"Somehow, foreigners feel safer in the city. In Singapore, developments in Orchard Road are always sought by international buyers even though the price is high. We are looking at selling the project internationally," he says.

The Manhattan showroom on the site has been up for more than half a year and the response has been encouraging.

"All the approvals for the development are in place, so we are ready to build. We are looking at a date after the Chinese New Year to officially launch the project," remarks Chua. The project is expected to be completed in December 2015.

A brand name in Singapore
In Singapore, UEL is already a well known name. The group's history goes back to 1865 when British pioneers Richard Riley and William Hargreaves formed Riley Hargreaves & Co to build bridges, steamers and the Fort Canning lighthouse along the Straits of Melaka.

In the same year, Samuel Erskine and J Howarth established Howarth Erskine & Co, an engineering firm specialising in the design and construction of iron and steel structures, and waterworks. In 1912, the two companies came together to form UEL.

Since then, UEL has built a good number of landmarks and important structures in Singapore, such as the previous Singapore Supreme Court, Cavenagh Bridge, British High Commission, OCBC Centre, Shangri-la Hotel and its flagship building, UE Square.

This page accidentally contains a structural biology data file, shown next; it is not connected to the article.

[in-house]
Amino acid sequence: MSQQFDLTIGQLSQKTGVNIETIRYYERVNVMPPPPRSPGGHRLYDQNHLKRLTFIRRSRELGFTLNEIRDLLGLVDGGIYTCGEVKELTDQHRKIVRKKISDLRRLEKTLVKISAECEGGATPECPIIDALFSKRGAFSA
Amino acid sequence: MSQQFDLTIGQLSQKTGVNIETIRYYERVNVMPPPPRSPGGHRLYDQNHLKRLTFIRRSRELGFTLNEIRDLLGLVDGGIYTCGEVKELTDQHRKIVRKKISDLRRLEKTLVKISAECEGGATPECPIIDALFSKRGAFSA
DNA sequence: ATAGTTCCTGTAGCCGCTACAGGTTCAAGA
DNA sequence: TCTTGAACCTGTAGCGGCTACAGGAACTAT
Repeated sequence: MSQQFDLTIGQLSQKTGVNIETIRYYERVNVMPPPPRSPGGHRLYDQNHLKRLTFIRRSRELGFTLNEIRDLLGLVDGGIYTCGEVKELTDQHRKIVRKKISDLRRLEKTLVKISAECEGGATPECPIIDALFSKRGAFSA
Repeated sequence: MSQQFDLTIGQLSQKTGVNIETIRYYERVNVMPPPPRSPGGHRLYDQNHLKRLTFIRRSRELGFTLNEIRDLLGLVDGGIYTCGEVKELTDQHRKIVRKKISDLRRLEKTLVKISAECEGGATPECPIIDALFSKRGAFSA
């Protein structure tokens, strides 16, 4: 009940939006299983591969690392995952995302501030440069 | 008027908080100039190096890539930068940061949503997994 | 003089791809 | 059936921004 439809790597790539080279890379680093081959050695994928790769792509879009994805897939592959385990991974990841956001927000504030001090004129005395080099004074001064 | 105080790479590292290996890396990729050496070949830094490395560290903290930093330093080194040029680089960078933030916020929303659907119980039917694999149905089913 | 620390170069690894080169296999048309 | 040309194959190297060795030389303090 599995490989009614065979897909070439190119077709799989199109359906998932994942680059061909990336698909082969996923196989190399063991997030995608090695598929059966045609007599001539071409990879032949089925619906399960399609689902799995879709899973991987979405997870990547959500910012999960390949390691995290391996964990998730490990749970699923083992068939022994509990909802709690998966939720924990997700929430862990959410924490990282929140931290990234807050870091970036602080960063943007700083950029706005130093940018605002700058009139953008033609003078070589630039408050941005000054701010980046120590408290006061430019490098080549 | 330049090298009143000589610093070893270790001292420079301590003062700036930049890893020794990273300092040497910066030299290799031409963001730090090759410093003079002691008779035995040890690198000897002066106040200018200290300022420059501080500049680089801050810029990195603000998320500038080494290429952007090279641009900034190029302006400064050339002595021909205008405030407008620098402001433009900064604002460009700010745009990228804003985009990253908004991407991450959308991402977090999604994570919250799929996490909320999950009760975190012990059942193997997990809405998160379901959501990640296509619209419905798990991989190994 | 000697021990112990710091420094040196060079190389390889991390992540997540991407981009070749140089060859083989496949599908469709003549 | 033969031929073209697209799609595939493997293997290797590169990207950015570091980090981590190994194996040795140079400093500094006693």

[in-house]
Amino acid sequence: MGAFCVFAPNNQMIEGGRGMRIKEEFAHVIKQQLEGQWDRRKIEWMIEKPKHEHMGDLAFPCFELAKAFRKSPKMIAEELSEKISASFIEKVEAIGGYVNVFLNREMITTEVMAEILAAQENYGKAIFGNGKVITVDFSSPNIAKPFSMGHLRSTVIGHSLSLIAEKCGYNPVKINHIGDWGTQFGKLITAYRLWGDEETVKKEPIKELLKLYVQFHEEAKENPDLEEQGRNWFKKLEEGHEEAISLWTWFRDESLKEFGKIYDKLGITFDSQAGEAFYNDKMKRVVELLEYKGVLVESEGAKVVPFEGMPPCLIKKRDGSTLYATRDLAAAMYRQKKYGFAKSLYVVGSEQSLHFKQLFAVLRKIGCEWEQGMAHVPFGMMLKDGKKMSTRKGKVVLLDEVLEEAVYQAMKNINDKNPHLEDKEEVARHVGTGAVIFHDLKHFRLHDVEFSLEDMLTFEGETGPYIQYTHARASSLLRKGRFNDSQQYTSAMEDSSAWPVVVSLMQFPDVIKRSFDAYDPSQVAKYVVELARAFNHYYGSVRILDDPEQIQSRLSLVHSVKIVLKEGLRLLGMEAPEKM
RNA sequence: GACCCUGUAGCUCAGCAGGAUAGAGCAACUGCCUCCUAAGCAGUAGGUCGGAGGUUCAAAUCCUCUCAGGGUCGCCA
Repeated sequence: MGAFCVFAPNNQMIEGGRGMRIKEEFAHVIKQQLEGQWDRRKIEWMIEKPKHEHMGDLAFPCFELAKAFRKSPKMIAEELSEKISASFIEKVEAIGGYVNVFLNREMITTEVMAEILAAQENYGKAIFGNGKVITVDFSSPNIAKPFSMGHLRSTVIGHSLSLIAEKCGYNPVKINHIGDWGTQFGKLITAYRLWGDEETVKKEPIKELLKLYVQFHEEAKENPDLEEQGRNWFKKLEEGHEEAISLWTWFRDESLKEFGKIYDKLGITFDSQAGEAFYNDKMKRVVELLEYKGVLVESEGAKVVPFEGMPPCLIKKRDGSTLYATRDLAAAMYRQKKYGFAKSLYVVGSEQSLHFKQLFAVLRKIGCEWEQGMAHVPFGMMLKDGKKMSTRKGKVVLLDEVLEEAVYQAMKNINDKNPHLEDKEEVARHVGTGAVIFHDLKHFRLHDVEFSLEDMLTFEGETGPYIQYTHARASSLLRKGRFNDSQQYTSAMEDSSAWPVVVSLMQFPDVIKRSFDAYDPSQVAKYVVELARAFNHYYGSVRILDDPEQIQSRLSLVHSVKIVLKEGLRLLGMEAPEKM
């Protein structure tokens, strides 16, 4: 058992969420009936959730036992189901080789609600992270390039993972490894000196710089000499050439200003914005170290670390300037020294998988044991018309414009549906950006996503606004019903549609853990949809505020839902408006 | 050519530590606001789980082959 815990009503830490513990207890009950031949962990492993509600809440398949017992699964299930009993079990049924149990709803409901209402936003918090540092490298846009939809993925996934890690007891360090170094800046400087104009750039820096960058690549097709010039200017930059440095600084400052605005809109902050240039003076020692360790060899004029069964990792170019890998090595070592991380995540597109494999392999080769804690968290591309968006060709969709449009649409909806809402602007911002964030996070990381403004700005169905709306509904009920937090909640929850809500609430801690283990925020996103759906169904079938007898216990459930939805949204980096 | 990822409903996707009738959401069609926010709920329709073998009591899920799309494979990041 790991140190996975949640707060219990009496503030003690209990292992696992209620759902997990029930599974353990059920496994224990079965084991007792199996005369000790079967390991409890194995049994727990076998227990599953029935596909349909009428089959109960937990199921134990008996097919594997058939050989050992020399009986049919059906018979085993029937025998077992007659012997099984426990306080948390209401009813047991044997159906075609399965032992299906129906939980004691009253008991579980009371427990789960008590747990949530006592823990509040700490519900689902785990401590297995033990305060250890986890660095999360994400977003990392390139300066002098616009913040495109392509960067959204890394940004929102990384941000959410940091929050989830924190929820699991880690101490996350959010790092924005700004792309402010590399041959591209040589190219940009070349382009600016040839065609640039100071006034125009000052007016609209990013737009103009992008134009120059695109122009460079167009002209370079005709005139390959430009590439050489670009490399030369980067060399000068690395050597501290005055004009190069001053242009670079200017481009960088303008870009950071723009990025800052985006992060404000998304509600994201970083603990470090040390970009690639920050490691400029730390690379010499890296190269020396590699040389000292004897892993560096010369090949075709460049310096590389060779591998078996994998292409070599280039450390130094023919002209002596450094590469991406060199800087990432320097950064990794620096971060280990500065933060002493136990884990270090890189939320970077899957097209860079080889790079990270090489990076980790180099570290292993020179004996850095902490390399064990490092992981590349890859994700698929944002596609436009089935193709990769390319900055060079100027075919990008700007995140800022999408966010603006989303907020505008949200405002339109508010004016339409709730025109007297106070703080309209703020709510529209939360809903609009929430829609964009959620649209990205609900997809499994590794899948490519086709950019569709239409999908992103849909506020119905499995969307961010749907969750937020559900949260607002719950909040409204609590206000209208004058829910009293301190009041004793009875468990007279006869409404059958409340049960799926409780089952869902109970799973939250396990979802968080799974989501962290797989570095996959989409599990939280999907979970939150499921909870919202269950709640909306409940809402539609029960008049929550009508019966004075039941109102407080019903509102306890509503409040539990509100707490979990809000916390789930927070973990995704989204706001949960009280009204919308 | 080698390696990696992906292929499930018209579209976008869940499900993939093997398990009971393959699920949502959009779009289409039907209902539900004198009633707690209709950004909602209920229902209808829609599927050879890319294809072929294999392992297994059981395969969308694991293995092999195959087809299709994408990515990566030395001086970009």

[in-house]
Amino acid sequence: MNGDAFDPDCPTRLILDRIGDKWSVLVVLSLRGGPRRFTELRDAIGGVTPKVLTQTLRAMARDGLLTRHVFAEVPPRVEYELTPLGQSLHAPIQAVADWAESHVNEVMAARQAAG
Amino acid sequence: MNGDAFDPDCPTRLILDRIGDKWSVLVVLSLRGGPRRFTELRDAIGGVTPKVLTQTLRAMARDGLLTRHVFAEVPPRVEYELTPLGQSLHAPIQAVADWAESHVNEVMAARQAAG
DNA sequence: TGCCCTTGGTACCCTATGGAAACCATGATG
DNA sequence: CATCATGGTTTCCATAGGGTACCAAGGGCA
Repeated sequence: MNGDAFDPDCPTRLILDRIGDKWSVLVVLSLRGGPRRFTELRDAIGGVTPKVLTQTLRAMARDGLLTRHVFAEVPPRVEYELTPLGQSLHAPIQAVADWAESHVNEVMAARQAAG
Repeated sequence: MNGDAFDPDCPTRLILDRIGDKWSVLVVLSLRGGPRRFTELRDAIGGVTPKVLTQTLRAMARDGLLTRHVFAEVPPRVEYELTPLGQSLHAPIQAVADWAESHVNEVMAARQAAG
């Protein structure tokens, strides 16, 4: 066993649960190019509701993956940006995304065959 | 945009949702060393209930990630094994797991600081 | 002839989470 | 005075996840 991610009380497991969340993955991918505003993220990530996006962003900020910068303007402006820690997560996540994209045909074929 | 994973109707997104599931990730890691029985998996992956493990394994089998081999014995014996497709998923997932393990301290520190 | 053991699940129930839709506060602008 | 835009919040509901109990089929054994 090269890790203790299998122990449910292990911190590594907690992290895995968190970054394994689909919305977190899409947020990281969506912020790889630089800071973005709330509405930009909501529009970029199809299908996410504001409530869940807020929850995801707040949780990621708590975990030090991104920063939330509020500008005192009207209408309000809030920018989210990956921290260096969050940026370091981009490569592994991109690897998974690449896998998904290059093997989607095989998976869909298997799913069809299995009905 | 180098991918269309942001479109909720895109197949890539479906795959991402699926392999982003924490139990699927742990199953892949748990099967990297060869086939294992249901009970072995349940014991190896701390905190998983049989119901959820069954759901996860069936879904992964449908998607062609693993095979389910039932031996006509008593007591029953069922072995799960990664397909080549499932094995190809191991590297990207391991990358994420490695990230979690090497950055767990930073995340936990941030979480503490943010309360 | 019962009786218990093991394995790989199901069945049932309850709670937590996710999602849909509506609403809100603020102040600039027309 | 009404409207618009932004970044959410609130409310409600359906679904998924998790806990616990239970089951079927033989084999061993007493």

"People know us in Singapore. They trust us and we finish what we started, and on time too," says Yap.

UEL underwent a restructuring after it parted ways with UEM Group. It shifted its attention to mechanical engineering and construction related to property development.

"But we weren't property developers yet at the time. The first project we really did as a developer was rebuilding our head office in River Valley Road, which has been there for decades. The building was turned into our flagship UE Square. It is a mixed-use development, comprising offices, condos, serviced apartments and retail outlets," says Yap.

The Green Mark gold-certified UE Square was marked as a historic site by the National Heritage Board in 2002, recognising UEL's role in the early development of Singapore. It was completed in 1997.